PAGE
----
A new report from IBM detailing the extent to which CMOs were unprepared for the advent of social media caught my attention yesterday. Fairly stunningly, the report revealed that while most CMOs consider social media to be a key engagement channel, only a quarter of the large group surveyed were actively tracking blogs. About half paid attention to different types of reviews.
Not surprisingly, the CMOs indicated that expressing ROI on social media is difficult. Furthermore, most of the CMOs surveyed indicated that developing their skills and understanding of social media was low priority.
Ignoring social media and its influence on customer buying decisions really seems like a risky approach to both planning a company’s communication strategy, and one’s own professional development.
I mused on this for a while and then opened up my PRN Media Monitoring suite, which I use to keep tabs on what’s going on in social channels. I’ve used it for a while, relying on settings and parameters I set up months ago. Frankly, it’s been a while since I set up a new monitoring profile.
In an attempt (albeit a biased one, I know) to look at social monitoring with fresh eyes, I set up a new monitoring profile and set about to see what I could accomplish. In 20 minutes.
I bumbled around a bit, futzing with the keywords for my new search, before settling on the keywords “social media” with “press release” or “news release.” And once my results loaded, I started having some fun. Instead of following my “habitrail” and just looking at a handful of key metrics, I instead made discovery my opportunity.
- I found a guy who’s blogging for a small business site on the subject of PR. He’s new, but prolific. We need to talk to him.
- I admired the ripples the announcement of the PRN/Ektron partnership made last week, and spotted some coverage I hadn’t seen. Cool.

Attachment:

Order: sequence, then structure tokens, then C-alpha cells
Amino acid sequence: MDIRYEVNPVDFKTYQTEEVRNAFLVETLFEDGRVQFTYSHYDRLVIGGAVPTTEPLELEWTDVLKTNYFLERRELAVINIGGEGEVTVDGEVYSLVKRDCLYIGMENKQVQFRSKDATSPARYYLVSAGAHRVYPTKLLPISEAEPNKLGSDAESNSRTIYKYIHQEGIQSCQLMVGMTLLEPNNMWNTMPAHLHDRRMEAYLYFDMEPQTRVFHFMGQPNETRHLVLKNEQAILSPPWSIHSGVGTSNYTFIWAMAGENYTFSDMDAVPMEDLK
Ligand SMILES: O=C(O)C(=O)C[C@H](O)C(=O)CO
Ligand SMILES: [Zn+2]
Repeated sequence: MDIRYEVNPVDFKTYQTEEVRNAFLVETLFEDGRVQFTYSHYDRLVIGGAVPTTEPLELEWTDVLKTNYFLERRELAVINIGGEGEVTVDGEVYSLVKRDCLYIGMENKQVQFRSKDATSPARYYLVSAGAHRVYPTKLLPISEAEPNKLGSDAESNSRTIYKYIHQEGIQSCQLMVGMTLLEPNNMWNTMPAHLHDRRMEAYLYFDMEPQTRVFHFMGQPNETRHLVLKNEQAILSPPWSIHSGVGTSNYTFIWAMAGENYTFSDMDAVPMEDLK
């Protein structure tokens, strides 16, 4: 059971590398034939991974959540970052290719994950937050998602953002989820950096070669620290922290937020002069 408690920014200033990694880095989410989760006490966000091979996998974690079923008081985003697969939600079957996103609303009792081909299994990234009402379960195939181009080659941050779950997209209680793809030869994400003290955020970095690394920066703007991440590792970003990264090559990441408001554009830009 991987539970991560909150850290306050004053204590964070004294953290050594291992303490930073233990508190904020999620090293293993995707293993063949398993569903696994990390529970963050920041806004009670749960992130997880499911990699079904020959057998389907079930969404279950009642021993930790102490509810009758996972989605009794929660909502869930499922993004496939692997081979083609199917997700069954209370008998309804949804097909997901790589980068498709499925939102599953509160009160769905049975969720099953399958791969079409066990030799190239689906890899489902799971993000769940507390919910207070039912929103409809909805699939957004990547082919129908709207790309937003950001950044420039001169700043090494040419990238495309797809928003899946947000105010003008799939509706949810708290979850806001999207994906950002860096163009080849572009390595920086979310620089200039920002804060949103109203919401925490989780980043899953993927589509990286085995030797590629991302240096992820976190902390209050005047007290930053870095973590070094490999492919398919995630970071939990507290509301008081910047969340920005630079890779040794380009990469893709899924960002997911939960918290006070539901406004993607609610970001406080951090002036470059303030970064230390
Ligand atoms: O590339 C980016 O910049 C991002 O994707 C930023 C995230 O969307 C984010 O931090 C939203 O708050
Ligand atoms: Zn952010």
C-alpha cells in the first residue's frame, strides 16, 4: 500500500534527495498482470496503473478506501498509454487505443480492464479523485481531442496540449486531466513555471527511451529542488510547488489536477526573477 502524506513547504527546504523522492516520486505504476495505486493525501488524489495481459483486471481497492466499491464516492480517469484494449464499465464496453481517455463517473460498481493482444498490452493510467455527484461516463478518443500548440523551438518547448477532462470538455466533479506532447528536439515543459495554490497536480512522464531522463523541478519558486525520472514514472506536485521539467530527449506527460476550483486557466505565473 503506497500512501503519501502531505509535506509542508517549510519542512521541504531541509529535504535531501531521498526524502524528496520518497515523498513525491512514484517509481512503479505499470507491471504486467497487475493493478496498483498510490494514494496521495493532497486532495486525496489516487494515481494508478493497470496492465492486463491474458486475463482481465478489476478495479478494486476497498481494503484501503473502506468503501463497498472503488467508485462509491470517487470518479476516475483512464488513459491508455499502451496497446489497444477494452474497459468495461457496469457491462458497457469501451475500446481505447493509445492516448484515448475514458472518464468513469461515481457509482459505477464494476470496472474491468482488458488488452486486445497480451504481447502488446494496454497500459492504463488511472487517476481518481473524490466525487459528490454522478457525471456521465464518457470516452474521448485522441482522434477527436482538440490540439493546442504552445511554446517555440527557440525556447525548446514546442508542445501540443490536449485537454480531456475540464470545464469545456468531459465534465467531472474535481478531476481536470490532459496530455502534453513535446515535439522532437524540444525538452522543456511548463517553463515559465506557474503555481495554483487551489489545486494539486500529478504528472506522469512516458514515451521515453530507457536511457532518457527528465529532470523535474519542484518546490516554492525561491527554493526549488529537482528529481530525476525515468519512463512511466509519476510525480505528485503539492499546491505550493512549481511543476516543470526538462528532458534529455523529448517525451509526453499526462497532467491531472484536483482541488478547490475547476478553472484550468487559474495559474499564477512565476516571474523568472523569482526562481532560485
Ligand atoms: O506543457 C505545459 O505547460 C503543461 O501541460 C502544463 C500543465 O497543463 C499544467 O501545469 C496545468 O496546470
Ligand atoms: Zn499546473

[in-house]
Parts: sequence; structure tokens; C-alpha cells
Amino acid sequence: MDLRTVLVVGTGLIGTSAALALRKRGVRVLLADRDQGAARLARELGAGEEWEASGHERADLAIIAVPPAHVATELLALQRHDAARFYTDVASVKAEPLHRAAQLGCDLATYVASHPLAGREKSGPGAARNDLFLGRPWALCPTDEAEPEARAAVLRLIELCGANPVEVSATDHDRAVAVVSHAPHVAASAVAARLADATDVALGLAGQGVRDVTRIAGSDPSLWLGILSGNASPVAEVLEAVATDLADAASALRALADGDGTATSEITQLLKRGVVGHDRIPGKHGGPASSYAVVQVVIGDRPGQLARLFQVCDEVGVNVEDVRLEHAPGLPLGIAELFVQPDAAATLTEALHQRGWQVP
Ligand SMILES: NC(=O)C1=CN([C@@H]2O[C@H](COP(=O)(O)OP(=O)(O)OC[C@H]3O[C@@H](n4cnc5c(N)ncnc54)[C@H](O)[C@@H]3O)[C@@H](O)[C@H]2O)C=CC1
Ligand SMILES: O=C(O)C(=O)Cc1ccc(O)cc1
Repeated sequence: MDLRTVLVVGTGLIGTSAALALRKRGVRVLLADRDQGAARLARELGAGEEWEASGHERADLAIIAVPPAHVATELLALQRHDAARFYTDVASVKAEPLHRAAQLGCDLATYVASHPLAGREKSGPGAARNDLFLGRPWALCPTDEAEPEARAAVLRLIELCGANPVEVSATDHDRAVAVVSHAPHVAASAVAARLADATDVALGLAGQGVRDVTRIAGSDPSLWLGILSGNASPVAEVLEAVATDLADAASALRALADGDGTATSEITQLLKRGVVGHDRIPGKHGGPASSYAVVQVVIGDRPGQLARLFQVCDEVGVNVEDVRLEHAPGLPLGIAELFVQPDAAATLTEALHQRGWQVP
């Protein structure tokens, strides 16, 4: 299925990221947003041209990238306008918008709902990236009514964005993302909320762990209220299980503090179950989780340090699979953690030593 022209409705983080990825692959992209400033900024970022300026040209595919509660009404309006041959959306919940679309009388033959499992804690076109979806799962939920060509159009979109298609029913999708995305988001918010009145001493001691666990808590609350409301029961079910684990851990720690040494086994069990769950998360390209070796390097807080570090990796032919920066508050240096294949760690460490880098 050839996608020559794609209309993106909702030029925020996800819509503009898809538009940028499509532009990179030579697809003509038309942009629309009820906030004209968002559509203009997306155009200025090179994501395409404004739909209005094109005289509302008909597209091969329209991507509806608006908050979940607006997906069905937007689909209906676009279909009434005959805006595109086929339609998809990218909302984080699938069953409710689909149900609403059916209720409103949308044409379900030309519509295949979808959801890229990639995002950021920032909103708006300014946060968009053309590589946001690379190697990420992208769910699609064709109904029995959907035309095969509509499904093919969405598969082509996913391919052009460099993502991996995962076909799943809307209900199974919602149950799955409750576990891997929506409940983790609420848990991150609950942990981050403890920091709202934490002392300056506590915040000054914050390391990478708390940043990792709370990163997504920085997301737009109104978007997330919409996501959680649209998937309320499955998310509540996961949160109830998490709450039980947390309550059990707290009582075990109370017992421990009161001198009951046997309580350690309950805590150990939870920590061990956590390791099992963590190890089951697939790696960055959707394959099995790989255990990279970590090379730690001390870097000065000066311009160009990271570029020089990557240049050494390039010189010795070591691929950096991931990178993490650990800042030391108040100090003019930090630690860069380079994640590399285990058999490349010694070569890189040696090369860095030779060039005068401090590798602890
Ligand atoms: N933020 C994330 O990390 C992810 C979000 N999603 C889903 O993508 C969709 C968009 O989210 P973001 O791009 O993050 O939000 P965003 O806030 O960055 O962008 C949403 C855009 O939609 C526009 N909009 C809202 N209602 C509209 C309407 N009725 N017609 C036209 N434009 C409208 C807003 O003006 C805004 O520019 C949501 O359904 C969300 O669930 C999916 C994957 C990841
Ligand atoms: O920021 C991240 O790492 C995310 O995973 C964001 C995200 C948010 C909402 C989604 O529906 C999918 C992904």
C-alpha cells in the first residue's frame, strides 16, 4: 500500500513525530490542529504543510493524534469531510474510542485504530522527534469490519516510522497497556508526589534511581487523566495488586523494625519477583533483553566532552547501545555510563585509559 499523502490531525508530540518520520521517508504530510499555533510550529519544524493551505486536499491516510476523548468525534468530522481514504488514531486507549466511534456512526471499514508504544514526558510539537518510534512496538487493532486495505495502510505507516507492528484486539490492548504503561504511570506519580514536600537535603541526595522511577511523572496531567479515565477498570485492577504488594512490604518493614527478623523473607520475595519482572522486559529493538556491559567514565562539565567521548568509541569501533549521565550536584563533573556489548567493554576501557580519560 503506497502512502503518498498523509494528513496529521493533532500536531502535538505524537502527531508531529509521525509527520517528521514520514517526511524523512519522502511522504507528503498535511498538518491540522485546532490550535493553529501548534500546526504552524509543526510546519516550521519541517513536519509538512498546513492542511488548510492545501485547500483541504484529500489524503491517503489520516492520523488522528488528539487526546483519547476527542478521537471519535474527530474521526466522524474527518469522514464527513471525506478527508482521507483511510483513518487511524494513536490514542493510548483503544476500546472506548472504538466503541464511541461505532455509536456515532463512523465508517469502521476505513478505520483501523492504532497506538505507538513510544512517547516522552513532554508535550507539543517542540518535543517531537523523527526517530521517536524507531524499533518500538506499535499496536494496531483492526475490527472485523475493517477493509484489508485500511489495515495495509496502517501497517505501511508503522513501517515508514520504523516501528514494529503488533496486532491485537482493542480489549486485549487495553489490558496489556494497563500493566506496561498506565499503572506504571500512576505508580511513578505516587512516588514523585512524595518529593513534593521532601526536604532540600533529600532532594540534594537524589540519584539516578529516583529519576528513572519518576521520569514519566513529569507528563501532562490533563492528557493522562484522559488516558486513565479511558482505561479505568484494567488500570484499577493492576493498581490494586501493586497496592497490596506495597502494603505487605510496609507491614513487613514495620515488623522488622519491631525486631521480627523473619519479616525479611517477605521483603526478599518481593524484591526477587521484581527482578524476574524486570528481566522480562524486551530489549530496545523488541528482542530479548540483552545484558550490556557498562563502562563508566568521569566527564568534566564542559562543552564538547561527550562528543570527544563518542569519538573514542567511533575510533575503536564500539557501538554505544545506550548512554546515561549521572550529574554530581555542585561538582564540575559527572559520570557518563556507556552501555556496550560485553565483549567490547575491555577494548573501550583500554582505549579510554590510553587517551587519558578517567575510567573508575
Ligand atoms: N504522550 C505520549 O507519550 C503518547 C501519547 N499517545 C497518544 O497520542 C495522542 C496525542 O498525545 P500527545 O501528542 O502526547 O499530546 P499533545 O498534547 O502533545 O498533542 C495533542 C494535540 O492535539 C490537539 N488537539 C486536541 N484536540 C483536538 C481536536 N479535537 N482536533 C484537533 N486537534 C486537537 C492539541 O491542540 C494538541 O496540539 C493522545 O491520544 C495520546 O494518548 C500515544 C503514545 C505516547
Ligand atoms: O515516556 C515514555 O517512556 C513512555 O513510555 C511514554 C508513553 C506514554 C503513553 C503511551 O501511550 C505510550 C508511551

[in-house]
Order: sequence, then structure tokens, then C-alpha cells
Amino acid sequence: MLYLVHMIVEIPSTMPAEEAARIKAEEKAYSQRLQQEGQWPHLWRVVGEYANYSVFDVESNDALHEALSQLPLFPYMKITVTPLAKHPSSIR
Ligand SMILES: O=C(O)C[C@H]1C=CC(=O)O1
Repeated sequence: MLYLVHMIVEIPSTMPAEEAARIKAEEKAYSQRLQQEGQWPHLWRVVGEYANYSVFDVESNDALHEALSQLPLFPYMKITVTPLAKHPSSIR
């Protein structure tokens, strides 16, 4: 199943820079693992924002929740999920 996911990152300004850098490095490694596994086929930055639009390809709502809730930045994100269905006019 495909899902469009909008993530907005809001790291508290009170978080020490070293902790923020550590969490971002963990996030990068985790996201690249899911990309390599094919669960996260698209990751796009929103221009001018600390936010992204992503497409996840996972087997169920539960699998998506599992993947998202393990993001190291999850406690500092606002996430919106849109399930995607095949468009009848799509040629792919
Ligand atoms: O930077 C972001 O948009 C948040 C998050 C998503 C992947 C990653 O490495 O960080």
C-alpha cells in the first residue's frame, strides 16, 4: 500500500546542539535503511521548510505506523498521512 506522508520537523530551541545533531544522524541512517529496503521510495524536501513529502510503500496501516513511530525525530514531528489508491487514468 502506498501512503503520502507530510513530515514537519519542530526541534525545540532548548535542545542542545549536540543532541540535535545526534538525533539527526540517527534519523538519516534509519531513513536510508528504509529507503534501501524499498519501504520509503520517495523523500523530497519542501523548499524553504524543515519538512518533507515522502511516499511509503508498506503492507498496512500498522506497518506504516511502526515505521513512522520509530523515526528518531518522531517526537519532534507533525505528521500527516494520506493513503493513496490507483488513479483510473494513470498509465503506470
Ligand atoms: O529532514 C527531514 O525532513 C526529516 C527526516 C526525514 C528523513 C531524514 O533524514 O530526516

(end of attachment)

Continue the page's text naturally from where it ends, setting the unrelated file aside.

- I found a raft of people on Twitter to follow and add to some of my lists. They hadn’t @messaged me, but they are talking about topics I care about.
- And found a discussion on LinkedIn that I had managed to overlook despite my regular activity on that network.
All that, in just twenty minutes.
Any social media guru will tell you the first step you must take when considering developing a social presence for your brand is listening. Understanding what your audience cares about is absolutely fundamental to social success.
Simply put, if you don’t listen, your programs won’t work, you will have a heck of a time defining any return for the time and resources wasted and you’ll probably think, “Eh, this social media stuff doesn’t work. To heck with it.” So why do folks skip the listening step? I have a couple theories:
- It’s hard. Setting up the monitoring parameters can be an exercise in experimentation. You may wind up with way too many fish in your net. However if you spend some time tweaking your searches (I personally prefer to have a host of smaller, more focused searches), you will find the input is not only germane, but manageable.
- It creates more work. True. You will uncover opportunities that require response right now. You will start to truly understand what people mean when they say the audience is now in charge. And a lot of social media interactions are very high touch. Blast e-mail doesn’t work here.
Ultimately, I think listening does make a company’s communications more efficient, and effective – simply because you know what your audience is interested in and where they’re gathering, and you can plan accordingly.
There’s no question the dynamics of attention have shifted. Influence and information look far different today than they did five years ago. The good news is that social media monitoring can reveal the new dynamics in your marketplace, enabling your brand to garner new insight and visibility.